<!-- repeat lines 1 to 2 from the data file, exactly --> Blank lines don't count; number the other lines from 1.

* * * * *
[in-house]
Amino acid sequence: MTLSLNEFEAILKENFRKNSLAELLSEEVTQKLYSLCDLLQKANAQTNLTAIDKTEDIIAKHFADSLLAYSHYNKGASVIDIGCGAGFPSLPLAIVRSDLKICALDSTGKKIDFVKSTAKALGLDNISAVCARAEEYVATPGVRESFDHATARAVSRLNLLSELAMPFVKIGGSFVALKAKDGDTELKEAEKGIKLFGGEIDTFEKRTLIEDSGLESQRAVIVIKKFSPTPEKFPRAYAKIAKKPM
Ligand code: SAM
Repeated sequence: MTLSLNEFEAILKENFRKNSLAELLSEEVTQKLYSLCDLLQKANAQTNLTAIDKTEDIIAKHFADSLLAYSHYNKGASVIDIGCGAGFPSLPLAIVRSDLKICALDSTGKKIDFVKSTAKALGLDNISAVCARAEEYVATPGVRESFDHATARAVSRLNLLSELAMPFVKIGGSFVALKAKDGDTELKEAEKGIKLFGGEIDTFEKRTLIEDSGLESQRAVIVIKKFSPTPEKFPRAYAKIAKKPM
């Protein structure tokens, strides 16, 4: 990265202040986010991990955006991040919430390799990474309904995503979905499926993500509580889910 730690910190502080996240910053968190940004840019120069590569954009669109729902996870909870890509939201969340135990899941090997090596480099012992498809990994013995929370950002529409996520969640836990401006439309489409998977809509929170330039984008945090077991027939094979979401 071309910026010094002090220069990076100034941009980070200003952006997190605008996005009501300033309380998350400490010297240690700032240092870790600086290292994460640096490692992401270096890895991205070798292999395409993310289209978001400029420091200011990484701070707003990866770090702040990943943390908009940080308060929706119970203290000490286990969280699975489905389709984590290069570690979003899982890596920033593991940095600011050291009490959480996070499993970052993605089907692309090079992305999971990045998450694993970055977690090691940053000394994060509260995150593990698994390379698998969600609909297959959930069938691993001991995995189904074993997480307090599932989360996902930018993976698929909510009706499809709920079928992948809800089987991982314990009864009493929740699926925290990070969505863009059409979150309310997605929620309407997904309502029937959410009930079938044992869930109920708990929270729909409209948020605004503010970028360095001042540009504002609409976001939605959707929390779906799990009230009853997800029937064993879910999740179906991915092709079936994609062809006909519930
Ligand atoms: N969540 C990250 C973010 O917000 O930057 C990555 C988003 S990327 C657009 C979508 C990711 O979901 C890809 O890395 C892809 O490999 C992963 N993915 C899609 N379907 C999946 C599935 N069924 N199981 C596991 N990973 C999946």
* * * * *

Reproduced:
[in-house]
Amino acid sequence: MTLSLNEFEAILKENFRKNSLAELLSEEVTQKLYSLCDLLQKANAQTNLTAIDKTEDIIAKHFADSLLAYSHYNKGASVIDIGCGAGFPSLPLAIVRSDLKICALDSTGKKIDFVKSTAKALGLDNISAVCARAEEYVATPGVRESFDHATARAVSRLNLLSELAMPFVKIGGSFVALKAKDGDTELKEAEKGIKLFGGEIDTFEKRTLIEDSGLESQRAVIVIKKFSPTPEKFPRAYAKIAKKPM